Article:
Government lays law on planned opposition protests

George Charamba

MDC-Alliance and its leadership will be held accountable if their planned demonstration on Thursday results in loss of life and limb or damage to property, Government has said.

MDC-Alliance leader Mr Nelson Chamisa, who last week branded “stupid” demonstrators who took part in the August 1 demonstrations which left six people dead and damaged property, said his party will march against the Government on Thursday.

It emerged yesterday that the planned protests have nothing to do with economic issues, but are meant to pressure President Mnangagwa and Zanu-PF to share power with Mr Chamisa and his party.

Mr Chamisa told London-based international news magazine, The Guardian Weekly that his Thursday protests would call for a “transitional authority” to “move the country forward”.

Deputy Chief Secretary to the President and Cabinet (Presidential Communications), who is also the Presidential spokesperson Mr George Charamba, yesterday said the onus was on the opposition political outfit to ensure there was no injury to life and damage to property.

“Section 59 of the Constitution is very clear, it confers the right to demonstrate on all Zimbabweans,” he said.

“There is no intention of withdrawing that constitutional right except there is a qualification on that right both at the level of the Constitution and subsidiary law.

“Apparently, our laws place a burden on the organisers of that demonstration to make sure there is no injury to life, limb or property. In the event of any damage at whatever level, the onus is on the organisers and that must be known fully by the MDC-Alliance.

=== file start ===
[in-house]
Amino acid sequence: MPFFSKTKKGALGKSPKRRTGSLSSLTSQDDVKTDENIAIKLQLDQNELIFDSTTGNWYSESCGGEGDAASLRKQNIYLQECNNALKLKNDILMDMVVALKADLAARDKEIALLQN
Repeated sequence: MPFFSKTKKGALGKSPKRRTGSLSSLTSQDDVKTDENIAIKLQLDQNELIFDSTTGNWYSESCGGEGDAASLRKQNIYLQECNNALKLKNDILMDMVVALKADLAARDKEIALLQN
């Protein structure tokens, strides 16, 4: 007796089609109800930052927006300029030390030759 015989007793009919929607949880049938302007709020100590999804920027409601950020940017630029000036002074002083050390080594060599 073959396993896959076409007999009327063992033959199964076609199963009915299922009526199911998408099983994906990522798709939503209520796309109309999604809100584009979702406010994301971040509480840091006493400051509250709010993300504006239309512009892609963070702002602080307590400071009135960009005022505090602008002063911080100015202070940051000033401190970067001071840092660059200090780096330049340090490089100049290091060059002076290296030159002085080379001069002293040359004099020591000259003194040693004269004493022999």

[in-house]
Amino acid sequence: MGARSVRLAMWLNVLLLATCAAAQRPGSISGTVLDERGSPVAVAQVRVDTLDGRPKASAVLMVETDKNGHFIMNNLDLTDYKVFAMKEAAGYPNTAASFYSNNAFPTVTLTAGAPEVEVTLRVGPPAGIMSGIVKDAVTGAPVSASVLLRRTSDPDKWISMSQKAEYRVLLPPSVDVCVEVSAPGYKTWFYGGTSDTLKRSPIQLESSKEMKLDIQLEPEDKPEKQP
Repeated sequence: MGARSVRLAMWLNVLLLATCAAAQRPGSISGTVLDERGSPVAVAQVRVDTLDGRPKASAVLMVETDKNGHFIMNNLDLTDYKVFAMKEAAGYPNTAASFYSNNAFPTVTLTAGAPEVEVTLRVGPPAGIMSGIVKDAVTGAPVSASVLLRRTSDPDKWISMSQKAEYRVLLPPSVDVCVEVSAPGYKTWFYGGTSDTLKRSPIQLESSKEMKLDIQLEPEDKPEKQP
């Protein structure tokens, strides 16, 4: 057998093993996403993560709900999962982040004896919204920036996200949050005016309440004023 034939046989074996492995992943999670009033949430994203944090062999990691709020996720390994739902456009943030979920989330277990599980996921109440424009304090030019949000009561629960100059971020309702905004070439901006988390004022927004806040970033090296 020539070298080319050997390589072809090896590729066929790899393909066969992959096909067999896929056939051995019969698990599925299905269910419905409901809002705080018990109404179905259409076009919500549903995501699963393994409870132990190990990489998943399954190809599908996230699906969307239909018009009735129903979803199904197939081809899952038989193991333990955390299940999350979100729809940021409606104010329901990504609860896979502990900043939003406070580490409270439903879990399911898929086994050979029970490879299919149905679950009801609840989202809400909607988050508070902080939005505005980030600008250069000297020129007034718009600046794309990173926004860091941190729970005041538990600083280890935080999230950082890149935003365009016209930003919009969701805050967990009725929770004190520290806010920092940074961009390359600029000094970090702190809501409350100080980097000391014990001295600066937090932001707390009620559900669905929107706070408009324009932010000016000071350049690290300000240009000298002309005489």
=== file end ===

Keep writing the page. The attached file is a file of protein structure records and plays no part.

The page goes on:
“By their own admission, they are the ones who have approached the police, they are the ones who have called for the demonstration and we assume all demonstrators belong to them. So, we hold them fully and squarely accountable. They are liable jointly and severally.”

Mr Charamba said certain protected areas will be a no-go area for opposition supporters.

“There are certain places which are protected at law which means you can’t violate those places and there is a difference between expressing your grievance and violating the law,” he said.

“Certain things may not happen.”

In November last year when Zimbabweans demonstrated against former President Mr Robert Mugabe, security forces were on alert and barred people from entering protected areas like State House.

Mr Charamba went on: “This country has a precedent of abuse of Section 59 by way of events of August 1 for which a whole international Commission of Inquiry has been set up.

“The act of setting up the Commission is our own way of saying NO to untoward behaviour during the pursuit and enjoyment of Section 59. About this, let not more be said.”

Mr Charamba said ultimately, a right presupposes continuity of life and “there must be the Zimbabwean State, Zimbabwean life and the morning after the demonstration for everyone.”

“Government has taken note of statements from MDC Alliance leader (Mr Chamisa) to say that nations are built on love and unity and we hope that being a pastor, he will live the verse,” he said.

Security agencies have said they are ready to deal with anyone found breaking the law.

Home Affairs and Cultural Heritage Minister Cain Mathema last week said Government had put in place security measures to deal with malcontents planning to disturb the peace prevailing in the country. – Herald